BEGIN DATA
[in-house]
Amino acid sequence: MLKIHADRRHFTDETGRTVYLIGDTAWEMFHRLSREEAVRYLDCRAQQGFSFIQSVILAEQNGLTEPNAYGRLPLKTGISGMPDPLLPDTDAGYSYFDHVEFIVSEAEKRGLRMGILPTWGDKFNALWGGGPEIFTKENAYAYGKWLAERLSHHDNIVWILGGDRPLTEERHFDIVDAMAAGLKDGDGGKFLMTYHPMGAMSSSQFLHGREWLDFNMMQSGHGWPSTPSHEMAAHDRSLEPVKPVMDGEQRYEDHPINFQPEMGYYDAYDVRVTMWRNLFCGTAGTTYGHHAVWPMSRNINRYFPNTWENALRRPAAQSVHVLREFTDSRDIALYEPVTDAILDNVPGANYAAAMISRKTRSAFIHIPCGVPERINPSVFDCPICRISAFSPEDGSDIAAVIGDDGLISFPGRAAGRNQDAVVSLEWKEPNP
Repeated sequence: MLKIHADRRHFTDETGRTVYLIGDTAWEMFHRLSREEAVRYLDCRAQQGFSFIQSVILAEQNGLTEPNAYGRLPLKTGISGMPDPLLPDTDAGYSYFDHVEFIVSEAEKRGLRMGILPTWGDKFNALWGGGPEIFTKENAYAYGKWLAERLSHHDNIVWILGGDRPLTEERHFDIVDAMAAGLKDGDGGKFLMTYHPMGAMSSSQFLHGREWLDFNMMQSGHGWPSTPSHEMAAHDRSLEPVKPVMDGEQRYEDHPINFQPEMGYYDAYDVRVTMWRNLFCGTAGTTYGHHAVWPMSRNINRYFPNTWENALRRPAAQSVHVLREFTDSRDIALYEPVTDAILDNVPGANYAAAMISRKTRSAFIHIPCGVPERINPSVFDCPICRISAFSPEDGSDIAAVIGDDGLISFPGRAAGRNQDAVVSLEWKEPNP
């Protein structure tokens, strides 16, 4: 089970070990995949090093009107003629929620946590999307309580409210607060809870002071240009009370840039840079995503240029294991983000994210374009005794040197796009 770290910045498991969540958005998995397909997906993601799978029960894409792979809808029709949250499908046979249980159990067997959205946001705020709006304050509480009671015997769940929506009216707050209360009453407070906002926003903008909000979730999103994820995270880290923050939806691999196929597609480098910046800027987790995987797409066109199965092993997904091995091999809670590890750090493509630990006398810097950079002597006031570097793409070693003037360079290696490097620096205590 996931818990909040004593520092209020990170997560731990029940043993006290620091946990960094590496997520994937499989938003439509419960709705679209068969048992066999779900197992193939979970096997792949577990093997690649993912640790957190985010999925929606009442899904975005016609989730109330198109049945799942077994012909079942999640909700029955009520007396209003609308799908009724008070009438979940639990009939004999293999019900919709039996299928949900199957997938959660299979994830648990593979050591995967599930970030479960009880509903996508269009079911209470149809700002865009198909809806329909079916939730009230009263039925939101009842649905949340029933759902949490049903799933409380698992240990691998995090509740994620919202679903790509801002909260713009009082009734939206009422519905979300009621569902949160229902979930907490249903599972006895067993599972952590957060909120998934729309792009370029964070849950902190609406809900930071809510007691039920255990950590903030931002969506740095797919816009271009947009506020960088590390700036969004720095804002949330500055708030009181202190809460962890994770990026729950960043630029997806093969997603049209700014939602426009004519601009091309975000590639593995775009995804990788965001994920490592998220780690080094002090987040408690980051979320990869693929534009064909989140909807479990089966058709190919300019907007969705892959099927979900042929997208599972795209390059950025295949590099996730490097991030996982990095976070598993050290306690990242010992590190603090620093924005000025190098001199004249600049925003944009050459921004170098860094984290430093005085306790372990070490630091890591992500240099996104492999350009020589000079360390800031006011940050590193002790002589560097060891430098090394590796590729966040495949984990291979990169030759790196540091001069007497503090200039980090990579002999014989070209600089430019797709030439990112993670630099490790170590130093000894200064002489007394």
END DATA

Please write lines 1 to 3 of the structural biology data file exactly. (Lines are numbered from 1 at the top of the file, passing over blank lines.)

[in-house]
Amino acid sequence: MLKIHADRRHFTDETGRTVYLIGDTAWEMFHRLSREEAVRYLDCRAQQGFSFIQSVILAEQNGLTEPNAYGRLPLKTGISGMPDPLLPDTDAGYSYFDHVEFIVSEAEKRGLRMGILPTWGDKFNALWGGGPEIFTKENAYAYGKWLAERLSHHDNIVWILGGDRPLTEERHFDIVDAMAAGLKDGDGGKFLMTYHPMGAMSSSQFLHGREWLDFNMMQSGHGWPSTPSHEMAAHDRSLEPVKPVMDGEQRYEDHPINFQPEMGYYDAYDVRVTMWRNLFCGTAGTTYGHHAVWPMSRNINRYFPNTWENALRRPAAQSVHVLREFTDSRDIALYEPVTDAILDNVPGANYAAAMISRKTRSAFIHIPCGVPERINPSVFDCPICRISAFSPEDGSDIAAVIGDDGLISFPGRAAGRNQDAVVSLEWKEPNP
Repeated sequence: MLKIHADRRHFTDETGRTVYLIGDTAWEMFHRLSREEAVRYLDCRAQQGFSFIQSVILAEQNGLTEPNAYGRLPLKTGISGMPDPLLPDTDAGYSYFDHVEFIVSEAEKRGLRMGILPTWGDKFNALWGGGPEIFTKENAYAYGKWLAERLSHHDNIVWILGGDRPLTEERHFDIVDAMAAGLKDGDGGKFLMTYHPMGAMSSSQFLHGREWLDFNMMQSGHGWPSTPSHEMAAHDRSLEPVKPVMDGEQRYEDHPINFQPEMGYYDAYDVRVTMWRNLFCGTAGTTYGHHAVWPMSRNINRYFPNTWENALRRPAAQSVHVLREFTDSRDIALYEPVTDAILDNVPGANYAAAMISRKTRSAFIHIPCGVPERINPSVFDCPICRISAFSPEDGSDIAAVIGDDGLISFPGRAAGRNQDAVVSLEWKEPNP